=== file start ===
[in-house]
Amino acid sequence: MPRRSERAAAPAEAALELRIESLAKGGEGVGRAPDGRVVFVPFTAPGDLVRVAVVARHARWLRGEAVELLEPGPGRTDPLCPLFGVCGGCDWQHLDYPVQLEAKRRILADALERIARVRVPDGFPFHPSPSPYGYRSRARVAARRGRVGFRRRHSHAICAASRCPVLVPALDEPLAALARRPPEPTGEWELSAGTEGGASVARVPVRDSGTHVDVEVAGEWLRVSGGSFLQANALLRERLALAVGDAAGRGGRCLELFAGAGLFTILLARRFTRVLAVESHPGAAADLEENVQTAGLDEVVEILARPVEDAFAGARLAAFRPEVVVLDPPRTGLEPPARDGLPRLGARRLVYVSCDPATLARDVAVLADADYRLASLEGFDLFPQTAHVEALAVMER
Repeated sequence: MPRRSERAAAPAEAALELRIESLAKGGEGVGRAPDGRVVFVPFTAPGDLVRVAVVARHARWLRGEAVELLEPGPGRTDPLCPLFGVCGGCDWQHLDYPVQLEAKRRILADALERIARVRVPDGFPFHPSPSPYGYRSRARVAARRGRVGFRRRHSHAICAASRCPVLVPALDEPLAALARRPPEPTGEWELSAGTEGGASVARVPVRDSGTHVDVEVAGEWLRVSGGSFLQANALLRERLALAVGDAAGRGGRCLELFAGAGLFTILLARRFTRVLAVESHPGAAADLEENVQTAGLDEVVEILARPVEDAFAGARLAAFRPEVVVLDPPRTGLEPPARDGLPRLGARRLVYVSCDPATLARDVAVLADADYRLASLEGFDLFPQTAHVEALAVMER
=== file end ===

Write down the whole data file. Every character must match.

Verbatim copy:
[in-house]
Amino acid sequence: MPRRSERAAAPAEAALELRIESLAKGGEGVGRAPDGRVVFVPFTAPGDLVRVAVVARHARWLRGEAVELLEPGPGRTDPLCPLFGVCGGCDWQHLDYPVQLEAKRRILADALERIARVRVPDGFPFHPSPSPYGYRSRARVAARRGRVGFRRRHSHAICAASRCPVLVPALDEPLAALARRPPEPTGEWELSAGTEGGASVARVPVRDSGTHVDVEVAGEWLRVSGGSFLQANALLRERLALAVGDAAGRGGRCLELFAGAGLFTILLARRFTRVLAVESHPGAAADLEENVQTAGLDEVVEILARPVEDAFAGARLAAFRPEVVVLDPPRTGLEPPARDGLPRLGARRLVYVSCDPATLARDVAVLADADYRLASLEGFDLFPQTAHVEALAVMER
Repeated sequence: MPRRSERAAAPAEAALELRIESLAKGGEGVGRAPDGRVVFVPFTAPGDLVRVAVVARHARWLRGEAVELLEPGPGRTDPLCPLFGVCGGCDWQHLDYPVQLEAKRRILADALERIARVRVPDGFPFHPSPSPYGYRSRARVAARRGRVGFRRRHSHAICAASRCPVLVPALDEPLAALARRPPEPTGEWELSAGTEGGASVARVPVRDSGTHVDVEVAGEWLRVSGGSFLQANALLRERLALAVGDAAGRGGRCLELFAGAGLFTILLARRFTRVLAVESHPGAAADLEENVQTAGLDEVVEILARPVEDAFAGARLAAFRPEVVVLDPPRTGLEPPARDGLPRLGARRLVYVSCDPATLARDVAVLADADYRLASLEGFDLFPQTAHVEALAVMER